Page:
“This reports documents the case of an IDRF beneficiary, the Vanvasi Kalyan Ashram in Gujarat and its extensive involvement in anti-Christian violence between 1998-2000 including the physical destruction of Christian institutions, schools, churches, colleges, and cemeteries and forcible conversions to Hinduism.”

We have to compliment the Sabrang/FOIL writers for they have mastered the art of making broad generalizations.  Perhaps their intention was to plant a seed of doubt in the readers’ minds that all donations made to the IDRF are being used for violence.  Perhaps their hope was that even if the readers read the next sentence, which alleges only ONE organization (out of 184 that the authors themselves list in their Appendix H as funded by IDRF) as having any link with violence, the image of IDRF would have been maligned.  Perhaps that was the objective of the Sabrang/FOIL team. 

Another allegation from them is that, 

“Secondary documentation also exists to show that the same Hindutva organizations involved in the anti-Christian violence of 1998-2000 were involved in the Gujarat carnage of 2002 where, by most reliable accounts, more than 2000 people, mostly Muslims, were massacred.”

Let us examine if these claims linking IDRF to those involved in violence in Gujarat stand up to a close examination. 

We ask our readers to take a careful look at Appendix H of the Sabrang/FOIL Report.  Here, the authors painstakingly provide detailed information about the distribution of funds by the IDRF.  In the table presented under section H.2, there is NO mention at all of the Vanvasi Kalyan Ashram in Gujarat receiving a single penny from the IDRF!  If this is the only organization accused of causing violence, and this organization did not receive any funding from IDRF, the Sabrang/FOIL argument does not make any sense. 

In a personal communication with one of the authors of the present report, an IDRF office bearer had this to say about the Sabrang/FOIL allegation:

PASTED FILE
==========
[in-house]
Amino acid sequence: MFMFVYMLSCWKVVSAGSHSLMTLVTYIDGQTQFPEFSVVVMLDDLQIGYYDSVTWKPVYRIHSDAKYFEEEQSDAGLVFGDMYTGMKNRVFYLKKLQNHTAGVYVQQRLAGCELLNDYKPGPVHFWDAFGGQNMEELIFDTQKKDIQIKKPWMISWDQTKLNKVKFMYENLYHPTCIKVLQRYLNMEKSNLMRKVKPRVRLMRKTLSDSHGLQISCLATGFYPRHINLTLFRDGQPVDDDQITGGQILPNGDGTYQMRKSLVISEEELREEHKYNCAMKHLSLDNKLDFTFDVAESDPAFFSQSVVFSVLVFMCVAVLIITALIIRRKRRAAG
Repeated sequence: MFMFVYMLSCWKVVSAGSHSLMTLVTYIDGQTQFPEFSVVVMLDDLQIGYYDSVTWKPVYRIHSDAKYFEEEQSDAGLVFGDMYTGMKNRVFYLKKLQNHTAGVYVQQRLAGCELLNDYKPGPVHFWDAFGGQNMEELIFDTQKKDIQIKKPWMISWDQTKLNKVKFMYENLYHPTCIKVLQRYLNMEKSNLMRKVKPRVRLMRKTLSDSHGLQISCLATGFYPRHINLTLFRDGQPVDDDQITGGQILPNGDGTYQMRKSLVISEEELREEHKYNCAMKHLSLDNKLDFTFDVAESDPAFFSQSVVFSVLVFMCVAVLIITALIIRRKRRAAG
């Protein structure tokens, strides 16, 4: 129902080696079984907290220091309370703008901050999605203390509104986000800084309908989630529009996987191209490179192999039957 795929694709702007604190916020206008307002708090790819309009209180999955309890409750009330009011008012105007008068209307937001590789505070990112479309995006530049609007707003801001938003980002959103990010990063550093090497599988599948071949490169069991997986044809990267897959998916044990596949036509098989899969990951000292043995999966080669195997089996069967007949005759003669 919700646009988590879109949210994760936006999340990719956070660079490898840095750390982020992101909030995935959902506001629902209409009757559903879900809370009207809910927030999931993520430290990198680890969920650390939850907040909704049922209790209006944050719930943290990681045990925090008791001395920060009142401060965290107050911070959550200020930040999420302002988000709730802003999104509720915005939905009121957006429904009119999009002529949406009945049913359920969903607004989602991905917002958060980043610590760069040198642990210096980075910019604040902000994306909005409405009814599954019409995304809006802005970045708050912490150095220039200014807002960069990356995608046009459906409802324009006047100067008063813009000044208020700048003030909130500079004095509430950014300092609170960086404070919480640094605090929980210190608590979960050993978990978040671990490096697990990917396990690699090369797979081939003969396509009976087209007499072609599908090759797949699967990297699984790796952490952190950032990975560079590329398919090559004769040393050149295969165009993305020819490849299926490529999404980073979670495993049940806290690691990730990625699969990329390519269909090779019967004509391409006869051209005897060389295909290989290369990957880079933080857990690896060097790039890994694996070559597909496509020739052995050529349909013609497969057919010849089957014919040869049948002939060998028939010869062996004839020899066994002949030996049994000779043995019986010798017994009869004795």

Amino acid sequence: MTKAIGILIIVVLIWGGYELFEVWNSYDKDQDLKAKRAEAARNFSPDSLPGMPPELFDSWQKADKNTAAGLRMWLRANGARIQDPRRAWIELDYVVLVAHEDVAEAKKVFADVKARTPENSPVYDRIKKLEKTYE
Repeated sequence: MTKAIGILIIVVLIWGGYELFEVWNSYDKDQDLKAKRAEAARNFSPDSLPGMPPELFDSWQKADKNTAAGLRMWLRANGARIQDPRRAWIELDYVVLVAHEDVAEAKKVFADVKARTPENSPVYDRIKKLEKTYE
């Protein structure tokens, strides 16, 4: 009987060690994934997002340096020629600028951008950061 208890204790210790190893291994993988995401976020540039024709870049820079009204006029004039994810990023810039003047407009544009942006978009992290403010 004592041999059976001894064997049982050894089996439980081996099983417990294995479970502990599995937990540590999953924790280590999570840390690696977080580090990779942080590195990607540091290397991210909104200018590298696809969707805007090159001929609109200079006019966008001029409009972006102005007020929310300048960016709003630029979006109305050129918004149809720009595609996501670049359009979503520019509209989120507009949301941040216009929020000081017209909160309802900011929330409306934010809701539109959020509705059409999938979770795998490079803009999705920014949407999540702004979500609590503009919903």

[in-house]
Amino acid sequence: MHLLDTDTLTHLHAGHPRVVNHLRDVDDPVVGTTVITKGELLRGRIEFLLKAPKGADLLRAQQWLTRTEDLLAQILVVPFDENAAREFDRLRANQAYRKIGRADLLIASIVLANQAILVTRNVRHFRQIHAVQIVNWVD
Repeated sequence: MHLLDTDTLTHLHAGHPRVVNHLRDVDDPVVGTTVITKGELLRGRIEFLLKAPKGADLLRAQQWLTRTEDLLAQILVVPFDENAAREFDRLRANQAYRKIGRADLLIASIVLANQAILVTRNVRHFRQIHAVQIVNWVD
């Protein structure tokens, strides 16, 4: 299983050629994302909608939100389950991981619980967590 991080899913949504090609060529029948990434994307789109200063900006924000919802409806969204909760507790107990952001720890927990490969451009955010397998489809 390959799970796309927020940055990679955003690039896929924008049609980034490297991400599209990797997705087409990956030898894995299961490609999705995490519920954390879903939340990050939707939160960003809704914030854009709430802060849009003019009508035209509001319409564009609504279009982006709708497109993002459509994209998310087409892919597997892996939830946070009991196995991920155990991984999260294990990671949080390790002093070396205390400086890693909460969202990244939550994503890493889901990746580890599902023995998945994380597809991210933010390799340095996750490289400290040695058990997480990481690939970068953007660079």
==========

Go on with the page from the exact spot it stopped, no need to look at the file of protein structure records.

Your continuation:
“There is absolutely no substance in the Sabrang/FOIL argument that IDRF has funded violence in Gujarat.  Sabrang/FOIL has cited Vanvasi Kalyan Ashram, Gujarat as one of the IDRF beneficiaries based on a new report on IDRF website.  IDRF’s fund distribution analysis 1996-2002 shows that VKA Gujarat has never received IDRF funding.”

He then presented the following analysis based on data for the IDRF’s fund distributions:

“1.  Gujarat has received the largest amount of IDRF funding.  This is because the majority of funds sent to Gujarat NGOs were raised for relief and rehabilitation of Gujarat earthquake victims.  IDRF cannot and will not use it for anything other than relief/rehab of Gujarat earthquake victims. 

2.  IDRF has raised close to $ 2.9 million for relief and rehabilitation of Gujarat earthquake victims.  To date, the IDRF has disbursed $1,259,000 to 16 NGOs, of which only one (Seva Bharati) is an RSS organization.  Seva Bharati has received $760,000 for complete rehabilitation of two villages and six schools.”

See Appendix I - Gujarat Earthquake Relief and Rehabilitation – A Case Study.  

Example 2 - Missing IDRF Dollars: A Case of Missing Analytical Skills?

In Section H.2 of Appendix H of their report, where Sabrang/FOIL authors provide details of the IDRF funding, they list $486,885 as “Not Listed NOT acknowledged (Missing?)”.  These authors deliberately assume that this amount of money is missing.  Perhaps it is another attempt to plant a doubt in readers’ minds that if the IDRF money is “missing”, it must have been used for some “undeclared” purpose – secret funding of violent programs.

A reasonable and careful researcher would have contacted the IDRF to ask for a clarification about the apparent discrepancy instead of assuming the worst and publicizing that all over the Internet.  But the Sabrang/FOIL authors had apparently their own agenda and pre-determined conclusion, and this simple discrepancy served that well.